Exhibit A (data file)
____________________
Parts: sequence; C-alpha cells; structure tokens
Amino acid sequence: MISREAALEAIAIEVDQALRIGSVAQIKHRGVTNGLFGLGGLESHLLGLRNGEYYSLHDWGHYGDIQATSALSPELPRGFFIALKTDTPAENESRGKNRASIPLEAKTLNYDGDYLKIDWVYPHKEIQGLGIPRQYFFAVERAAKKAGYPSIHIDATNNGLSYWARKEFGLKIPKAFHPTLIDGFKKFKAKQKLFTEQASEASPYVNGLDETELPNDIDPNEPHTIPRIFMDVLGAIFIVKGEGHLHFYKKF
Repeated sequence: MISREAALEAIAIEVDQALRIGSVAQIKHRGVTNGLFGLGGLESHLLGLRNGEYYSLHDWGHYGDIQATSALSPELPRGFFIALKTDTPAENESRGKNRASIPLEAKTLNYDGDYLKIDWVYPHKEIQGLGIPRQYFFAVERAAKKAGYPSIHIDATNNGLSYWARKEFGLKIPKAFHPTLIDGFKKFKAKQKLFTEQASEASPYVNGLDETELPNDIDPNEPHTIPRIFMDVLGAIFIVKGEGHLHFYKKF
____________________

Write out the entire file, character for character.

Parts: sequence; C-alpha cells; structure tokens
Amino acid sequence: MISREAALEAIAIEVDQALRIGSVAQIKHRGVTNGLFGLGGLESHLLGLRNGEYYSLHDWGHYGDIQATSALSPELPRGFFIALKTDTPAENESRGKNRASIPLEAKTLNYDGDYLKIDWVYPHKEIQGLGIPRQYFFAVERAAKKAGYPSIHIDATNNGLSYWARKEFGLKIPKAFHPTLIDGFKKFKAKQKLFTEQASEASPYVNGLDETELPNDIDPNEPHTIPRIFMDVLGAIFIVKGEGHLHFYKKF
Repeated sequence: MISREAALEAIAIEVDQALRIGSVAQIKHRGVTNGLFGLGGLESHLLGLRNGEYYSLHDWGHYGDIQATSALSPELPRGFFIALKTDTPAENESRGKNRASIPLEAKTLNYDGDYLKIDWVYPHKEIQGLGIPRQYFFAVERAAKKAGYPSIHIDATNNGLSYWARKEFGLKIPKAFHPTLIDGFKKFKAKQKLFTEQASEASPYVNGLDETELPNDIDPNEPHTIPRIFMDVLGAIFIVKGEGHLHFYKKF